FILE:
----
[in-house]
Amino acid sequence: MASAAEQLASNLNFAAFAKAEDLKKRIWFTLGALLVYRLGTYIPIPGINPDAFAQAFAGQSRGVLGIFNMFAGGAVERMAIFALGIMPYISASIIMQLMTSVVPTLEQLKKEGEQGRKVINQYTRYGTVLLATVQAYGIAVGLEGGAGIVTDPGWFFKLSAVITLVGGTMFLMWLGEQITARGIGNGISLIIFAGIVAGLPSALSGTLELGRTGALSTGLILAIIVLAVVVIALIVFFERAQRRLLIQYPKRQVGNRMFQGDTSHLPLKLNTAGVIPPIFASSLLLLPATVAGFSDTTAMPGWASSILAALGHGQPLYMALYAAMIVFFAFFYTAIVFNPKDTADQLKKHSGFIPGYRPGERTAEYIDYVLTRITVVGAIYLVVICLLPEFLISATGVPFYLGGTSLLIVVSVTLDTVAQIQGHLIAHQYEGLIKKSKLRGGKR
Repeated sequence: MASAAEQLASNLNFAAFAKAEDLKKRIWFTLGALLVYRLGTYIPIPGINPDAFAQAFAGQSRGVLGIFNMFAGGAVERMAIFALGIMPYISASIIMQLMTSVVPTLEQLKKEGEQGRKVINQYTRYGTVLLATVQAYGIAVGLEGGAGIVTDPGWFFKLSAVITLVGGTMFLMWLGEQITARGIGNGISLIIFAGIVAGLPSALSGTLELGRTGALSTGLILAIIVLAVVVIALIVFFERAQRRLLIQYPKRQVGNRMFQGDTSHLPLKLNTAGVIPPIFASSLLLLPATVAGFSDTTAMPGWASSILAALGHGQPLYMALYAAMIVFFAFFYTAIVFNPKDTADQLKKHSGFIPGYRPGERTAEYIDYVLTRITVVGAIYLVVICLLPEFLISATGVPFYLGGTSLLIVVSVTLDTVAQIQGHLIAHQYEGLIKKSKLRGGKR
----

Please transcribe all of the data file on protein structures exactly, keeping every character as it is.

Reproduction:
[in-house]
Amino acid sequence: MASAAEQLASNLNFAAFAKAEDLKKRIWFTLGALLVYRLGTYIPIPGINPDAFAQAFAGQSRGVLGIFNMFAGGAVERMAIFALGIMPYISASIIMQLMTSVVPTLEQLKKEGEQGRKVINQYTRYGTVLLATVQAYGIAVGLEGGAGIVTDPGWFFKLSAVITLVGGTMFLMWLGEQITARGIGNGISLIIFAGIVAGLPSALSGTLELGRTGALSTGLILAIIVLAVVVIALIVFFERAQRRLLIQYPKRQVGNRMFQGDTSHLPLKLNTAGVIPPIFASSLLLLPATVAGFSDTTAMPGWASSILAALGHGQPLYMALYAAMIVFFAFFYTAIVFNPKDTADQLKKHSGFIPGYRPGERTAEYIDYVLTRITVVGAIYLVVICLLPEFLISATGVPFYLGGTSLLIVVSVTLDTVAQIQGHLIAHQYEGLIKKSKLRGGKR
Repeated sequence: MASAAEQLASNLNFAAFAKAEDLKKRIWFTLGALLVYRLGTYIPIPGINPDAFAQAFAGQSRGVLGIFNMFAGGAVERMAIFALGIMPYISASIIMQLMTSVVPTLEQLKKEGEQGRKVINQYTRYGTVLLATVQAYGIAVGLEGGAGIVTDPGWFFKLSAVITLVGGTMFLMWLGEQITARGIGNGISLIIFAGIVAGLPSALSGTLELGRTGALSTGLILAIIVLAVVVIALIVFFERAQRRLLIQYPKRQVGNRMFQGDTSHLPLKLNTAGVIPPIFASSLLLLPATVAGFSDTTAMPGWASSILAALGHGQPLYMALYAAMIVFFAFFYTAIVFNPKDTADQLKKHSGFIPGYRPGERTAEYIDYVLTRITVVGAIYLVVICLLPEFLISATGVPFYLGGTSLLIVVSVTLDTVAQIQGHLIAHQYEGLIKKSKLRGGKR